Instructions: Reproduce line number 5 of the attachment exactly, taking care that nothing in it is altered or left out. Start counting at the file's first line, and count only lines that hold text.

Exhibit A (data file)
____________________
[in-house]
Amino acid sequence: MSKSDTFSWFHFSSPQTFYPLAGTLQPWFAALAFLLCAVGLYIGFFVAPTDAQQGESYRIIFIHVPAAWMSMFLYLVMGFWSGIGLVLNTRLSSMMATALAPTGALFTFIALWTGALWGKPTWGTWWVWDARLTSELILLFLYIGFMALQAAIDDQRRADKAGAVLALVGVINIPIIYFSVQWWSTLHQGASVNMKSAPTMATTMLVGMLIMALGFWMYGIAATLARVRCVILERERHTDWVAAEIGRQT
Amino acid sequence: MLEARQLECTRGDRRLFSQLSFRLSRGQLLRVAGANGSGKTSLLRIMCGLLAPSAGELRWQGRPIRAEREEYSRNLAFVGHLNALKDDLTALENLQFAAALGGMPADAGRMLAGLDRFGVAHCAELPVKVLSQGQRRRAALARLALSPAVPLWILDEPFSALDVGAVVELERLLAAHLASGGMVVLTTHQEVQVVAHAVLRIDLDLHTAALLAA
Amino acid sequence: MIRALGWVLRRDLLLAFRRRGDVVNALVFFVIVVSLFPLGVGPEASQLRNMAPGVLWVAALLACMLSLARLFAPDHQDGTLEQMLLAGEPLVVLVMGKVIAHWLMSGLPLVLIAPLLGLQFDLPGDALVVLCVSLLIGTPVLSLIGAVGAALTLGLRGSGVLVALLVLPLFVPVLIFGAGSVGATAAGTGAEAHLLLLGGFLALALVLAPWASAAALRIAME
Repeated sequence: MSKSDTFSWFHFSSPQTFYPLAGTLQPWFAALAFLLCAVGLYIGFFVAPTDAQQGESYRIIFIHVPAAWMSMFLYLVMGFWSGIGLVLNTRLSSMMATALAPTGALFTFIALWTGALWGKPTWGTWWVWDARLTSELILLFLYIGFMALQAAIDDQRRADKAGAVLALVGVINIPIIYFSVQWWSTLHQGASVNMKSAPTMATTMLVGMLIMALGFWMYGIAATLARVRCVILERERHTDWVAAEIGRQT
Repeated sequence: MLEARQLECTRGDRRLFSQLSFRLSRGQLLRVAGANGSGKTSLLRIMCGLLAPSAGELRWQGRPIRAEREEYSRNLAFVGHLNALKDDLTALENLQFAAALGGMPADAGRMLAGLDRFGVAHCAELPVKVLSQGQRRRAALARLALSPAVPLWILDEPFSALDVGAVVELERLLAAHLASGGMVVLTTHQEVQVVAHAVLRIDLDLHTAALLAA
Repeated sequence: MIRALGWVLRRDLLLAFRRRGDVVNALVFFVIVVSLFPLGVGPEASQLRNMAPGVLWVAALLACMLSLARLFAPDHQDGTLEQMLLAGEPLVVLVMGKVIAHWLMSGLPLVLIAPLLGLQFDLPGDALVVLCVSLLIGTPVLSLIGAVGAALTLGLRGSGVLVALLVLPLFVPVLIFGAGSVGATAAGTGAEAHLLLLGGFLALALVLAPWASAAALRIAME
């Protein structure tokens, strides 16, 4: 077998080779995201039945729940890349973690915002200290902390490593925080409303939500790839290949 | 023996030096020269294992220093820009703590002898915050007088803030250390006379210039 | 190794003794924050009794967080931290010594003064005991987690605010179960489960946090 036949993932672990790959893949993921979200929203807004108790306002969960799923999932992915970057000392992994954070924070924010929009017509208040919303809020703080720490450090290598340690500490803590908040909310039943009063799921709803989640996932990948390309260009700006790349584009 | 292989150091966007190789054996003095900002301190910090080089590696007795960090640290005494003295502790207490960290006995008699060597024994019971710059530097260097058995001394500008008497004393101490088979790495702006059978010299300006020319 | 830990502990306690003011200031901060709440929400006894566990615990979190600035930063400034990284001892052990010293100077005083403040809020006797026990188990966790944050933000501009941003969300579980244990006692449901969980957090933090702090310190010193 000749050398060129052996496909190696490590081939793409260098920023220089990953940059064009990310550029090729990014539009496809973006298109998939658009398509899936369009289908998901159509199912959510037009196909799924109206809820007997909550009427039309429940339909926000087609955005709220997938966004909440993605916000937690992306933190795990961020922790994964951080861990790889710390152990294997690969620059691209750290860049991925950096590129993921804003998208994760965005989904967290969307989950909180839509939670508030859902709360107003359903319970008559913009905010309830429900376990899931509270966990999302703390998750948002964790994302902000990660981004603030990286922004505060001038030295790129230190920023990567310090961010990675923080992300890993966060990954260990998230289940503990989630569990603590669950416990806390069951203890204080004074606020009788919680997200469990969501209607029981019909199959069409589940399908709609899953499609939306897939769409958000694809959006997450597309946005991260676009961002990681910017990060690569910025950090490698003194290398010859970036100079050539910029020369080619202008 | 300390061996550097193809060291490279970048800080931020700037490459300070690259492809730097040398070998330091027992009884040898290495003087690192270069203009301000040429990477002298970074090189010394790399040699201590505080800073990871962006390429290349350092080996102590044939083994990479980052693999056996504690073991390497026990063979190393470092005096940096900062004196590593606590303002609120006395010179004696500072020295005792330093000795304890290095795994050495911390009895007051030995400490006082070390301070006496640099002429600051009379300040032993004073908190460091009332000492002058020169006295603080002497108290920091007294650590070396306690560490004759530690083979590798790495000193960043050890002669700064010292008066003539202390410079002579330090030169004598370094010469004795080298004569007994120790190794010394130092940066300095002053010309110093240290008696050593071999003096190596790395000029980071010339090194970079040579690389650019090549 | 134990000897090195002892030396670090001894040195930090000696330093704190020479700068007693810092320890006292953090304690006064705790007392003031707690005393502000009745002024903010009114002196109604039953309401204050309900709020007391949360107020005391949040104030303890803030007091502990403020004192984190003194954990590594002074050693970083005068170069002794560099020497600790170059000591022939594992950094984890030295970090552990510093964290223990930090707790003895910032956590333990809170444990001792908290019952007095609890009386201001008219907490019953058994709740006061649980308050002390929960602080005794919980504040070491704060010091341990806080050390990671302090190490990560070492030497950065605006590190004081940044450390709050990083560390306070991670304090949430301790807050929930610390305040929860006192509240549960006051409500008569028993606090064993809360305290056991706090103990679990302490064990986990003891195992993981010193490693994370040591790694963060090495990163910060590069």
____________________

Repeated sequence: MSKSDTFSWFHFSSPQTFYPLAGTLQPWFAALAFLLCAVGLYIGFFVAPTDAQQGESYRIIFIHVPAAWMSMFLYLVMGFWSGIGLVLNTRLSSMMATALAPTGALFTFIALWTGALWGKPTWGTWWVWDARLTSELILLFLYIGFMALQAAIDDQRRADKAGAVLALVGVINIPIIYFSVQWWSTLHQGASVNMKSAPTMATTMLVGMLIMALGFWMYGIAATLARVRCVILERERHTDWVAAEIGRQT